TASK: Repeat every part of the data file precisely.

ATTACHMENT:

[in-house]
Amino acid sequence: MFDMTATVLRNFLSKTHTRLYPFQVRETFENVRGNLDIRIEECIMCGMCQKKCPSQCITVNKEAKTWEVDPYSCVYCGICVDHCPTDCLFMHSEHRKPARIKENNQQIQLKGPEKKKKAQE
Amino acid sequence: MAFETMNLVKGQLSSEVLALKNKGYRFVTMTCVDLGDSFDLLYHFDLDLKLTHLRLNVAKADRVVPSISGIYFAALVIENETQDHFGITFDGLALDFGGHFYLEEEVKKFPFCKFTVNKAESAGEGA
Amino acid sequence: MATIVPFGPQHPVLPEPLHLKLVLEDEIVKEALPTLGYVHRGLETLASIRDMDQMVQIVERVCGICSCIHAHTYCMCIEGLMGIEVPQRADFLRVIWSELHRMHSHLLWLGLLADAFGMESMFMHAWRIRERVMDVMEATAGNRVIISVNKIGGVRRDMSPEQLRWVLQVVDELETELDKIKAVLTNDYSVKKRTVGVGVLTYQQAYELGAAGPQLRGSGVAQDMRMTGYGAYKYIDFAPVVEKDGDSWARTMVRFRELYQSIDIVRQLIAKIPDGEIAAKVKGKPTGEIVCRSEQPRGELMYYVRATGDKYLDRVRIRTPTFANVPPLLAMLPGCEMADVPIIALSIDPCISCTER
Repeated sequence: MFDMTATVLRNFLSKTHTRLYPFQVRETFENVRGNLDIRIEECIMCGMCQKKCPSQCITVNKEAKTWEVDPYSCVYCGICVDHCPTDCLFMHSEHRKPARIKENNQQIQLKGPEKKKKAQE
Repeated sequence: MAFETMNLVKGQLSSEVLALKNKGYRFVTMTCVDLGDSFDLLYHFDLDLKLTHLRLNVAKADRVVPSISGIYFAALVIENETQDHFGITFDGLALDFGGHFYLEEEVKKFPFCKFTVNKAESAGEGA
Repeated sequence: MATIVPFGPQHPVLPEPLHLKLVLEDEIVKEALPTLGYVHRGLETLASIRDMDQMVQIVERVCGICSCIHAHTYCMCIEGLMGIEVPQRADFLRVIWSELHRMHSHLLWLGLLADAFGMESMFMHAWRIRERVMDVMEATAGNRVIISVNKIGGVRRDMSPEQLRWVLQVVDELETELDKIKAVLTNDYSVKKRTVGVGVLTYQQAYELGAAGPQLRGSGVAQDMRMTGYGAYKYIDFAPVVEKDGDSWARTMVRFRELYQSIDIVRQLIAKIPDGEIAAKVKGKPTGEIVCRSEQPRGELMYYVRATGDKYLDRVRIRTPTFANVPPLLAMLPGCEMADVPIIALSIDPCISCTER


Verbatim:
[in-house]
Amino acid sequence: MFDMTATVLRNFLSKTHTRLYPFQVRETFENVRGNLDIRIEECIMCGMCQKKCPSQCITVNKEAKTWEVDPYSCVYCGICVDHCPTDCLFMHSEHRKPARIKENNQQIQLKGPEKKKKAQE
Amino acid sequence: MAFETMNLVKGQLSSEVLALKNKGYRFVTMTCVDLGDSFDLLYHFDLDLKLTHLRLNVAKADRVVPSISGIYFAALVIENETQDHFGITFDGLALDFGGHFYLEEEVKKFPFCKFTVNKAESAGEGA
Amino acid sequence: MATIVPFGPQHPVLPEPLHLKLVLEDEIVKEALPTLGYVHRGLETLASIRDMDQMVQIVERVCGICSCIHAHTYCMCIEGLMGIEVPQRADFLRVIWSELHRMHSHLLWLGLLADAFGMESMFMHAWRIRERVMDVMEATAGNRVIISVNKIGGVRRDMSPEQLRWVLQVVDELETELDKIKAVLTNDYSVKKRTVGVGVLTYQQAYELGAAGPQLRGSGVAQDMRMTGYGAYKYIDFAPVVEKDGDSWARTMVRFRELYQSIDIVRQLIAKIPDGEIAAKVKGKPTGEIVCRSEQPRGELMYYVRATGDKYLDRVRIRTPTFANVPPLLAMLPGCEMADVPIIALSIDPCISCTER
Repeated sequence: MFDMTATVLRNFLSKTHTRLYPFQVRETFENVRGNLDIRIEECIMCGMCQKKCPSQCITVNKEAKTWEVDPYSCVYCGICVDHCPTDCLFMHSEHRKPARIKENNQQIQLKGPEKKKKAQE
Repeated sequence: MAFETMNLVKGQLSSEVLALKNKGYRFVTMTCVDLGDSFDLLYHFDLDLKLTHLRLNVAKADRVVPSISGIYFAALVIENETQDHFGITFDGLALDFGGHFYLEEEVKKFPFCKFTVNKAESAGEGA
Repeated sequence: MATIVPFGPQHPVLPEPLHLKLVLEDEIVKEALPTLGYVHRGLETLASIRDMDQMVQIVERVCGICSCIHAHTYCMCIEGLMGIEVPQRADFLRVIWSELHRMHSHLLWLGLLADAFGMESMFMHAWRIRERVMDVMEATAGNRVIISVNKIGGVRRDMSPEQLRWVLQVVDELETELDKIKAVLTNDYSVKKRTVGVGVLTYQQAYELGAAGPQLRGSGVAQDMRMTGYGAYKYIDFAPVVEKDGDSWARTMVRFRELYQSIDIVRQLIAKIPDGEIAAKVKGKPTGEIVCRSEQPRGELMYYVRATGDKYLDRVRIRTPTFANVPPLLAMLPGCEMADVPIIALSIDPCISCTER